Aims: Synaptic Ras GTPase-activating protein 1 (SYNGAP1) regulates synaptic plasticity through AMPA receptor trafficking. SYNGAP1 mutations have been found in human patients with intellectual disability (ID) and autism spectrum disorder (ASD). Almost every individual with SYNGAP1-related ID develops epilepsy, and approximately 50% have ASD. SYNGAP1-related ID is estimated to account for at least 1% of ID cases. In mouse models with Syngap1 mutations, strong cognitive and affective dysfunctions have been reported, yet some findings are inconsistent across studies. To further understand the behavioral significance of the SYNGAP1 gene, we assessed various domains of behavior in Syngap1 heterozygous mutant mice using a behavioral test battery.
Methods: Male mice with a heterozygous mutation in the Syngap1 gene (Syngap1-/+ mice) created by Seth Grant's group were subjected to a battery of comprehensive behavioral tests, which examined general health, and neurological screens, rotarod, hot plate, open field, light/dark transition, elevated plus maze, social interaction, prepulse inhibition, Porsolt forced swim, tail suspension, gait analysis, T-maze, Y-maze, Barnes maze, contextual and cued fear conditioning, and home cage locomotor activity. To control for type I errors due to multiple-hypothesis testing, P-values below the false discovery rate calculated by the Benjamini-Hochberg method were considered as study-wide statistically significant.
Results: Syngap1-/+ mice showed increased locomotor activity, decreased prepulse inhibition, and impaired working and reference spatial memory, consistent with preceding studies. Impairment of context fear memory and increased startle reflex in Syngap1 mutant mice could not be reproduced. Significant decreases in sensitivity to painful stimuli and impaired motor function were observed in Syngap1-/+ mice. Decreased anxiety-like behavior and depression-like behavior were noted, although increased locomotor activity is a potential confounding factor of these phenotypes. Increased home cage locomotor activity indicated hyperlocomotor activity not only in specific behavioral test conditions but also in familiar environments.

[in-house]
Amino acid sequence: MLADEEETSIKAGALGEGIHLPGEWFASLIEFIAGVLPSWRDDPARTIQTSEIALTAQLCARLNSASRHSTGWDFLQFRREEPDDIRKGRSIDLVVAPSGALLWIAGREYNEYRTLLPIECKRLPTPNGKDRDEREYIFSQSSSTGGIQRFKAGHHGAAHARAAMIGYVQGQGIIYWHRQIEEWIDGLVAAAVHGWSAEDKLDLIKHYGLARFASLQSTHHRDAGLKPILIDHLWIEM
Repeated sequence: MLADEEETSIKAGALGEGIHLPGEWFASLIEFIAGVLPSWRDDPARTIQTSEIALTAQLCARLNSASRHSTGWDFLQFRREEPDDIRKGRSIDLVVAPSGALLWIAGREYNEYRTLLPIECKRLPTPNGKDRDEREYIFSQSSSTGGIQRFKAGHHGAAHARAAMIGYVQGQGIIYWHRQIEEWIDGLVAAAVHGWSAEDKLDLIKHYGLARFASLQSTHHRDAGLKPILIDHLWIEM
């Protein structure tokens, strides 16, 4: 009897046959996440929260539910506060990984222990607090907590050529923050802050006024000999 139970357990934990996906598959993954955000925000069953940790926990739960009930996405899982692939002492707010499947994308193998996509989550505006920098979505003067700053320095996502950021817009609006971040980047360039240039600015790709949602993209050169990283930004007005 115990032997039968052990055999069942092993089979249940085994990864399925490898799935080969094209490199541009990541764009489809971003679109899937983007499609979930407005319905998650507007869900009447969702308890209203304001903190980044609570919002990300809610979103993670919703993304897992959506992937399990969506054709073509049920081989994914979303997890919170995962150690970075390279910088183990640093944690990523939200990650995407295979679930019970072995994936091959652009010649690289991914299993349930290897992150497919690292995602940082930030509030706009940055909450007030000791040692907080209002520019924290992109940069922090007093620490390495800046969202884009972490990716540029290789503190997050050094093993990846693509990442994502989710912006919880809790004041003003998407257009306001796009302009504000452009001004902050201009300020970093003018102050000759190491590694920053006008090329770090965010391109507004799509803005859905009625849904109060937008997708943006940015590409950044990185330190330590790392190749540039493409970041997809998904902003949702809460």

Conclusion: In Syngap1-/+ mice, we could reproduce most of the previously reported cognitive and emotional deficits. The decreased sensitivity to painful stimuli and impaired motor function that we found in Syngap1-/+ mice are consistent with the common characteristics of patients with SYNGAP-related ID. We further confirmed that the Syngap1 heterozygote mouse recapitulates the symptoms of ID and ASD patients.
Keywords: SYNGAP1; autism spectrum disorder; intellectual disability; motor function; nociception.
© 2019 The Authors. Neuropsychopharmacology Reports published by John Wiley & Sons Australia, Ltd on behalf of The Japanese Society of Neuropsycho Pharmacology.